Improving Women and Girl’s Access to Economic Empowerment


There is increasing recognition that eco­nomically empowering women is essential both to realize women’s rights and to achieve broader development goals such as economic growth, poverty reduction, health, education, and welfare (ICRW, 2011). Women are segregated and have very limited access to education for political, religious, or social reasons. 

In Nigeria, widows live in abject poverty with their children malnourished, and prone to diseases. Furthermore, the population of widows is increasing in Nigeria, and yet little is known about them and the challenges they go through. Many of these widows rely on petty trading because of insufficient funds to engage in lucrative business that would be sufficient to take care of themselves and their children.

NANA believes that a woman is economically empowered when she has both the ability to succeed and advance economically and the power to make and act on economic decisions. Specifically, women need the skills and resources to compete in markets, as well as fair and equal access to economic institutions. Furthermore, women need to have the ability to make and act on decisions and control resources and profits.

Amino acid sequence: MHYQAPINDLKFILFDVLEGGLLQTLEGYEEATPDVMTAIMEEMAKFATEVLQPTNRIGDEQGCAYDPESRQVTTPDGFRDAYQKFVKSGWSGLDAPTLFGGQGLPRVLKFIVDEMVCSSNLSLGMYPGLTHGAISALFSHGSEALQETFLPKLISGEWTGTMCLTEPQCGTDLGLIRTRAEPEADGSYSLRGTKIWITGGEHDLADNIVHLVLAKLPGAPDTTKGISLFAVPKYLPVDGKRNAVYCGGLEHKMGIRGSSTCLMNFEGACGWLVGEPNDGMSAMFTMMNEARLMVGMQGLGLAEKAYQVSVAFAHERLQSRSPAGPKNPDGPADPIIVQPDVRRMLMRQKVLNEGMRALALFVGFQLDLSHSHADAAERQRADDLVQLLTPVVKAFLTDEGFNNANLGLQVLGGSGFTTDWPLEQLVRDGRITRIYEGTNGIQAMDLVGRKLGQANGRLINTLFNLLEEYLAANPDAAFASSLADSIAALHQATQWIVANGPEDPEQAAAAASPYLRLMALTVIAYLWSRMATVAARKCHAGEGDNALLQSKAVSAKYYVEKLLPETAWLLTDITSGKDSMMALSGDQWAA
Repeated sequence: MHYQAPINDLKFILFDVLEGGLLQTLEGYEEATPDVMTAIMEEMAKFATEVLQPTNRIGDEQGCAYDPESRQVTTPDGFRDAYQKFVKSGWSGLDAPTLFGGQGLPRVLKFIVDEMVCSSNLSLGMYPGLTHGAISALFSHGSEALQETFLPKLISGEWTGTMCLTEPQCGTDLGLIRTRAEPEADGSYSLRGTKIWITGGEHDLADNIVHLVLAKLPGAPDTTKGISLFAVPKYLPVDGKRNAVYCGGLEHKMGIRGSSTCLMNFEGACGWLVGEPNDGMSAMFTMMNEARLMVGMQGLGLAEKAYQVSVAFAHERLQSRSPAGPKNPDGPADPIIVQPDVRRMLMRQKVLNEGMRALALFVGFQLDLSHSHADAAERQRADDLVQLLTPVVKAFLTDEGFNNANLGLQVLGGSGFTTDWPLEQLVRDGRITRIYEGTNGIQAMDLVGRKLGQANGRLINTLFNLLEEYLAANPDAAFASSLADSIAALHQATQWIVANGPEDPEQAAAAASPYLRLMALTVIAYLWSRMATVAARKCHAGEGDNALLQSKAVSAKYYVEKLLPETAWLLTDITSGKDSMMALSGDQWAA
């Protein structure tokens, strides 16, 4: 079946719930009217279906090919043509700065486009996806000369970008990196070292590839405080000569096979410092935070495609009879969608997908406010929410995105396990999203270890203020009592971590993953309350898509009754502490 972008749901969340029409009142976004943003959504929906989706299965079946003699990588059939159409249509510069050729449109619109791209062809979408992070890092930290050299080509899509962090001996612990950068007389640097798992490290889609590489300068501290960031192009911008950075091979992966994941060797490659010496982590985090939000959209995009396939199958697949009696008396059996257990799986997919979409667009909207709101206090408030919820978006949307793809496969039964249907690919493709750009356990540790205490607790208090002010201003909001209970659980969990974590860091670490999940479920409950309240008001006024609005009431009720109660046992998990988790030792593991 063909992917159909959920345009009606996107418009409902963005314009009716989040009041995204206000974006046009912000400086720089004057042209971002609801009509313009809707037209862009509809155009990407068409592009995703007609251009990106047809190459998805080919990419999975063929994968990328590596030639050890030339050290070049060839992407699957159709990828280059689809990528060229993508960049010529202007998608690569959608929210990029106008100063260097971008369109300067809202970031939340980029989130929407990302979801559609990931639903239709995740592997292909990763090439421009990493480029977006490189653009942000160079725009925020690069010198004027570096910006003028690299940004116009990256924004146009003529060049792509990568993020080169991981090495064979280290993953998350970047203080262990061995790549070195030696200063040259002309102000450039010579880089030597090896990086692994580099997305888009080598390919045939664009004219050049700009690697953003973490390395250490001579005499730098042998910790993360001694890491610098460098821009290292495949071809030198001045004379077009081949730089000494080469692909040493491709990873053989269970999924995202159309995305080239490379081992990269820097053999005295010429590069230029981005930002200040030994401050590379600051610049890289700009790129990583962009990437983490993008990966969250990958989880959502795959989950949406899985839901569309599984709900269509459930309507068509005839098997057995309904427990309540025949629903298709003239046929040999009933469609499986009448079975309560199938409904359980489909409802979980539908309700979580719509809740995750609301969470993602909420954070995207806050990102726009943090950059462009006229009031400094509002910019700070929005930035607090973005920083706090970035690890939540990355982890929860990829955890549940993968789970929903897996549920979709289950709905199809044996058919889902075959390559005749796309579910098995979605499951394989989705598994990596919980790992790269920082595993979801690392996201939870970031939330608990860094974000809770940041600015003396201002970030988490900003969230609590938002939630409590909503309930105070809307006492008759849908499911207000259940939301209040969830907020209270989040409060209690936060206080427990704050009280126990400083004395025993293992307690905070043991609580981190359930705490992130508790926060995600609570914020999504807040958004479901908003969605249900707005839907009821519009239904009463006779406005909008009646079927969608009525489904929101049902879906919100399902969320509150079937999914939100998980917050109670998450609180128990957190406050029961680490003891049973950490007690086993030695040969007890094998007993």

1. To succeed and advance economically, NANA is engaged in
    1. Training of female mechanics in Sokoto, a conservative state in Nigeria
    2. Creation of WSLG with xx members across Sokoto and Kebbi States
    3. Integration of Fintech into WSLG activities
    4. Furthermore, the process of opening a technical hub to train women, girls, and vulnerable people in technical skills, like phone repair, home electric repair, and generator repair is ongoing.
  1. To have the power and agency, NANA through Social and print media engaged the local community on the need to support women and girls to engage in any kind of legally accepted trade, like female mechanic

Successes Recorded

Challenges Encountered

  1. Luncheon of female mechanic garage by Jelani Aliyu, Director General, National Automotive Design and Development Council (NADDC)
  2. Graduation of 3 female mechanics who are currently repairing cars at the NANA female mechanic garage
  3. Online and print media visibility
  1. The general public perception of auto repair as a job only for men and not ideal for ladies.
  2. The unavailability of professional tutors, currently NANA has to rely on traditional roadside mechanics whose teaching methodology is unsystematic with a lot of hard labor and therefore may take 5 to 10 years to train a student
  3. Unavailability of female-friendly tools, modern tools that require more brain work than hard labor